This text provides a single-volume, single-author general introduction to the Celtic languages. The first half of the book considers the historical background of the language group as a whole. There follows a discussion of the two main sub-groups of Celtic, Goidelic (comprising Irish, Scottish, Gaelic and Manx) and Brittonic (Welsh, Cornish and Breton) together with a detailed survey of one representative from each group, Irish and Welsh. The second half considers a range of linguistic features which are often regarded as characteristic of Celtic: spelling systems, mutations, verbal nouns and word order.
Wessex formed the heartland of Alfred the Great's kingdom, and continued to wield immense economic power long into the Middle Ages with many extensive and wealthy royal and ecclelesiastical estates. Contributors to this collection of 13 papers on the medieval landscape of Wessex include: B Eagles (The Archaeological evidence for settlement in the 5th to 7th centuries); D Hinton (The archaeology of 8th- to 11th-century Wessex); P Hase (The Church in the Wessex heartlands); D Hooke (The administrative and settlement framework of early medieval Wessex); M Costen (Settlement in Wessex in the 10th century); J Bond (Forests, chases, warrens and parks); J Hare (Agriculture and settlement in Wiltshire and Hampshire); C Lewis (The medieval settlment of Wiltshire); M Hughes (Towns and villages in medieval Hampshire); C Taylor (The regular village plan); M Aston (Medieval settlement in Somerset); S Rippon (Medieval wetland reclamation); R Croft (Protecting medieval settlement sites).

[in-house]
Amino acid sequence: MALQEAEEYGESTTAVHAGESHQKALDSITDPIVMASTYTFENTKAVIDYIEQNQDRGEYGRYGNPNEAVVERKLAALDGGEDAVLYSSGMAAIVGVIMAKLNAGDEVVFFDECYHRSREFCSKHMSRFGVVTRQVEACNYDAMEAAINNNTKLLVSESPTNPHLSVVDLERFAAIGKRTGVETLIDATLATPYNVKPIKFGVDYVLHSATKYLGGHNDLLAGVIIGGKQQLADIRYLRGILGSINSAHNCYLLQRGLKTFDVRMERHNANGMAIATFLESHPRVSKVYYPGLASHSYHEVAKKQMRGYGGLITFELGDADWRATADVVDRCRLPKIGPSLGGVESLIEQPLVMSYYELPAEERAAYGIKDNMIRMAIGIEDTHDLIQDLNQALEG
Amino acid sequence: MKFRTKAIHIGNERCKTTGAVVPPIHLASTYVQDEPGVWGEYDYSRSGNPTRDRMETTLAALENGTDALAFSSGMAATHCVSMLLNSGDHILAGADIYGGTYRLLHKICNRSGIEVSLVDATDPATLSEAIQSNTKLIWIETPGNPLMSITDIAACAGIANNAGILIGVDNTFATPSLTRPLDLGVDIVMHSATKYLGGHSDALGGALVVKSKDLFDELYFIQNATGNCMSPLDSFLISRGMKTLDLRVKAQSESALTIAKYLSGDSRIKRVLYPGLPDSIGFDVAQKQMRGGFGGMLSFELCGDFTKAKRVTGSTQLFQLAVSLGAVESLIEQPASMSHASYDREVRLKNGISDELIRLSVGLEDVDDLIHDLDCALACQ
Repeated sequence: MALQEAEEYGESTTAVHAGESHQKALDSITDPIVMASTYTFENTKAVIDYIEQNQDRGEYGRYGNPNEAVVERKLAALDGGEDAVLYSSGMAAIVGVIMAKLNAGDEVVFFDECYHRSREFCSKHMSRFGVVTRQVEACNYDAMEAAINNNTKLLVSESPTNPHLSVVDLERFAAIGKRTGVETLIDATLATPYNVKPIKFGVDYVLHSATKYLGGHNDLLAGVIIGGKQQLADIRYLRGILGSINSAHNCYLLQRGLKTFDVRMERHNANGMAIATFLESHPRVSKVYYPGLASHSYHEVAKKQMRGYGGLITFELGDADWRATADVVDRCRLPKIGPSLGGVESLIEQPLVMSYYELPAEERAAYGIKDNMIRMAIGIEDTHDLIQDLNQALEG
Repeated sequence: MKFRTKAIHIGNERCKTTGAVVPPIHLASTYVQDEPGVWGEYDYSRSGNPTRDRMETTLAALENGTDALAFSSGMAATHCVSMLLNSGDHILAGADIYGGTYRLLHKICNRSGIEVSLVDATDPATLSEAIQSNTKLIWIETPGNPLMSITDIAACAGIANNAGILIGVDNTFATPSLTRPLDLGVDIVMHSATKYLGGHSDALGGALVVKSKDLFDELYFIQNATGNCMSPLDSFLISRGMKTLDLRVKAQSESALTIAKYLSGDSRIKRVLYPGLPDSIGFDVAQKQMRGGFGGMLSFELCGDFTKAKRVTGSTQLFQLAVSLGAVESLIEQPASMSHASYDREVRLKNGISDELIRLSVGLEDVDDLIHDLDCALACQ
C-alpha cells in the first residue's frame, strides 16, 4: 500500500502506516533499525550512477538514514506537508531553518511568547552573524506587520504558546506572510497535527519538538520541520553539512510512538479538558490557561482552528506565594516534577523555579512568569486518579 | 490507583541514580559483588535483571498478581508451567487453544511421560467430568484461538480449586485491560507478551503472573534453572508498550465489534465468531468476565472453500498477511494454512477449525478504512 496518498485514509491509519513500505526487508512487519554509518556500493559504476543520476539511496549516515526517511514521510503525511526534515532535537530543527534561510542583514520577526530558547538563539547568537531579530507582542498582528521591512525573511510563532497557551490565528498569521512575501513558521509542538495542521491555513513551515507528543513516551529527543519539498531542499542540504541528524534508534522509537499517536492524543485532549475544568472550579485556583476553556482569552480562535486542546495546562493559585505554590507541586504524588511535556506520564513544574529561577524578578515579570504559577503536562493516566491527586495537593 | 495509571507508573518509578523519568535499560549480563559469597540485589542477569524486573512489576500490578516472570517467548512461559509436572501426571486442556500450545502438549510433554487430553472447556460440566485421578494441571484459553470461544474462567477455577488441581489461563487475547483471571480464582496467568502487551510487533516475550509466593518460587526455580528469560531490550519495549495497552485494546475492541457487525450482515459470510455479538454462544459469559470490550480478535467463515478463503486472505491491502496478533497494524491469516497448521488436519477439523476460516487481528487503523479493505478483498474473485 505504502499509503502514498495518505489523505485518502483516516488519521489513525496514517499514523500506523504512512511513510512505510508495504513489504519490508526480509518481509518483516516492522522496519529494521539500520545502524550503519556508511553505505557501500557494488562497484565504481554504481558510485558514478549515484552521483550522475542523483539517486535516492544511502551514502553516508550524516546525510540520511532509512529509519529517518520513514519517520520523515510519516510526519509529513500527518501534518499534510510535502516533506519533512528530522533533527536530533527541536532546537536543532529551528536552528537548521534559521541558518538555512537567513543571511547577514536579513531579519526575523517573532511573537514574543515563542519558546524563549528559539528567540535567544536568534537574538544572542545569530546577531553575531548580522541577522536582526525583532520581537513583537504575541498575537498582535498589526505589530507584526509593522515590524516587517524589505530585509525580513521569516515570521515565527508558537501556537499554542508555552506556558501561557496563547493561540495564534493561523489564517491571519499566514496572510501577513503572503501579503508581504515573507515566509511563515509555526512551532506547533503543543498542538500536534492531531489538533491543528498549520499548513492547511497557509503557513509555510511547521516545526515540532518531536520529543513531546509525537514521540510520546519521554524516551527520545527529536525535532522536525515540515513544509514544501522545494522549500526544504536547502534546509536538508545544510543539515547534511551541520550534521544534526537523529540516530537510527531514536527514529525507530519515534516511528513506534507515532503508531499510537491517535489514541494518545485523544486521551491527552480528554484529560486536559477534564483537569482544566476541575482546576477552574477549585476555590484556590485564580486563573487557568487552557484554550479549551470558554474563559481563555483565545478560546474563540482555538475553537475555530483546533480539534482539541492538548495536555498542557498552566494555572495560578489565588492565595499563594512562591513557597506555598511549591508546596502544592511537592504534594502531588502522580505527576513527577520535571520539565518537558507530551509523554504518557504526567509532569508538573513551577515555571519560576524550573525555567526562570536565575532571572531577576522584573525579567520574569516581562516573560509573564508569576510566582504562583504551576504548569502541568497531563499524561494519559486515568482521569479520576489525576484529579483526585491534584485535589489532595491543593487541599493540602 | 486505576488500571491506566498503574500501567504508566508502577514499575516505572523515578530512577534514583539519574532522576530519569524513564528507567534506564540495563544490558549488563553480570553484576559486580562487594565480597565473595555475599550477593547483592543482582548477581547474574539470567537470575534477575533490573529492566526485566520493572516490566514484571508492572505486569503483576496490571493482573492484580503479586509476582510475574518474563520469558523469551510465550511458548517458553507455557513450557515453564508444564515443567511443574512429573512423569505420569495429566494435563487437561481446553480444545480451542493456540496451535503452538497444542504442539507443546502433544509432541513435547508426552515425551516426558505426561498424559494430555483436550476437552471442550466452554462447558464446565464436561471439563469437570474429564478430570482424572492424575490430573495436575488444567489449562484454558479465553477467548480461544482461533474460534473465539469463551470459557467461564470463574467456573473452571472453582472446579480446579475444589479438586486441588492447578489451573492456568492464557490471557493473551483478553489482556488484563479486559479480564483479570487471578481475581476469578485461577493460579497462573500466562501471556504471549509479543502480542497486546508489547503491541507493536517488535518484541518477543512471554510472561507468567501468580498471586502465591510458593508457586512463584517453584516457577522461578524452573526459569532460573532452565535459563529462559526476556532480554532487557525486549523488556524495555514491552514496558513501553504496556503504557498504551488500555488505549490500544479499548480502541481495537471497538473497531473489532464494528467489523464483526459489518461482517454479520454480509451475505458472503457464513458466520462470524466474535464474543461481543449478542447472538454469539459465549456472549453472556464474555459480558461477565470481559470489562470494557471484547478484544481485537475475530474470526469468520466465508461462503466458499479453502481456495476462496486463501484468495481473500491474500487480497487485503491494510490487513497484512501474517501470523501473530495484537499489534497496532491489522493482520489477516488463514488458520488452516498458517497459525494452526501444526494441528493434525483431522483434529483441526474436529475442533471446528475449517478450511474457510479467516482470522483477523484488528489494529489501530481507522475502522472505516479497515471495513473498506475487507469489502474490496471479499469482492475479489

Despite attempts to suppress early women's speech, this study demonstrates that women were still actively engaged in cultural practices and speech strategies that were both complicit with the patriarchal ideology whilst also undermining it.
Written by an international team of leading scholars, this groundbreaking reference work explores the nature of language change and diffusion, and paves the way for future research in this rapidly expanding interdisciplinary field. Features 35 newly-written essays from internationally acclaimed experts that reflect the growth and vitality of the burgeoning area of historical sociolinguistics Examines how sociolinguistic theoretical models, methods, findings, and expertise can be used to reconstruct a language's past in order to explain linguistic changes and developments Bridges the gap between the past and the present in linguistic studies Structured thematically into sections exploring: origins and theoretical assumptions; methods for the sociolinguistic study of the history of languages; linguistic and extra-linguistic variables; historical dialectology, language contact and diffusion; and attitudes to language